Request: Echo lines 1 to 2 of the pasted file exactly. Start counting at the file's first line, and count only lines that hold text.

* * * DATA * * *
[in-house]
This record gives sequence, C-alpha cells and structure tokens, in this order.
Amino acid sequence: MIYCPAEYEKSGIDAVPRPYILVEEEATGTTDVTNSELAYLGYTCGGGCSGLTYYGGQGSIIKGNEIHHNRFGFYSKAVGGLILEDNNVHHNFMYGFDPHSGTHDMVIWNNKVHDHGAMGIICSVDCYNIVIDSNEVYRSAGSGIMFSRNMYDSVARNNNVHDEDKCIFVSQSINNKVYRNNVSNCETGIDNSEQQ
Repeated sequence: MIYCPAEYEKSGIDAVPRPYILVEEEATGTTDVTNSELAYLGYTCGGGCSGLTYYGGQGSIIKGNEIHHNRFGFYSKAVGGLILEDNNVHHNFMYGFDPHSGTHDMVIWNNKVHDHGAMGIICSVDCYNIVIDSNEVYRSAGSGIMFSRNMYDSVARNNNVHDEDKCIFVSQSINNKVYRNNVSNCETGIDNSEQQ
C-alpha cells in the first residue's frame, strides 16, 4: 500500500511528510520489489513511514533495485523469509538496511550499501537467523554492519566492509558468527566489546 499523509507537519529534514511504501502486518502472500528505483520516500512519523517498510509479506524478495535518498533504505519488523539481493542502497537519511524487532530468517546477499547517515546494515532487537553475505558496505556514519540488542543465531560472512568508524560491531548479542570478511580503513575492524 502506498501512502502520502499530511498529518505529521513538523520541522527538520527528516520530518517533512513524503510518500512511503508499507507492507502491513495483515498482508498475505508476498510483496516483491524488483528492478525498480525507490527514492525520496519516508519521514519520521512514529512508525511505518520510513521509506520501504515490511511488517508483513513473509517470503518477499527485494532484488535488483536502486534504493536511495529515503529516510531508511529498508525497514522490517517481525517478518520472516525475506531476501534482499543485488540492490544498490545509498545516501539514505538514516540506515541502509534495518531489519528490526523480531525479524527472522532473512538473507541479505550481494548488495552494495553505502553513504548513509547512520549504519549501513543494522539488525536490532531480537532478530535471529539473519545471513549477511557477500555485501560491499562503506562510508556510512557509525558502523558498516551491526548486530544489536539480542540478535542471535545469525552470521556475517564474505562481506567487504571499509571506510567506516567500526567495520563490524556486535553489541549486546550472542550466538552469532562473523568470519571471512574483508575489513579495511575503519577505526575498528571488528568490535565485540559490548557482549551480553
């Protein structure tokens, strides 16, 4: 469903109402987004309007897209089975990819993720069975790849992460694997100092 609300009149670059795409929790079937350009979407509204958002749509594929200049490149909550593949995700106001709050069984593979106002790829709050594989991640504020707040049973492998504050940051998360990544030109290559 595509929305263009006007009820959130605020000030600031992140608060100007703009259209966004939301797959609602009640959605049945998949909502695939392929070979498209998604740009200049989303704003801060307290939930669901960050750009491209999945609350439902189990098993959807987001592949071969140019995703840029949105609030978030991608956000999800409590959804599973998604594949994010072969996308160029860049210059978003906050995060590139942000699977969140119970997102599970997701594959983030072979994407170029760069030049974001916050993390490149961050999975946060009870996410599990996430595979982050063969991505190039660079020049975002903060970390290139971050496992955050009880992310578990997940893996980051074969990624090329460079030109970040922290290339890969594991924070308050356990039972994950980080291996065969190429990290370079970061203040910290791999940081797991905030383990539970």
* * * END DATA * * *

[in-house]
This record gives sequence, C-alpha cells and structure tokens, in this order.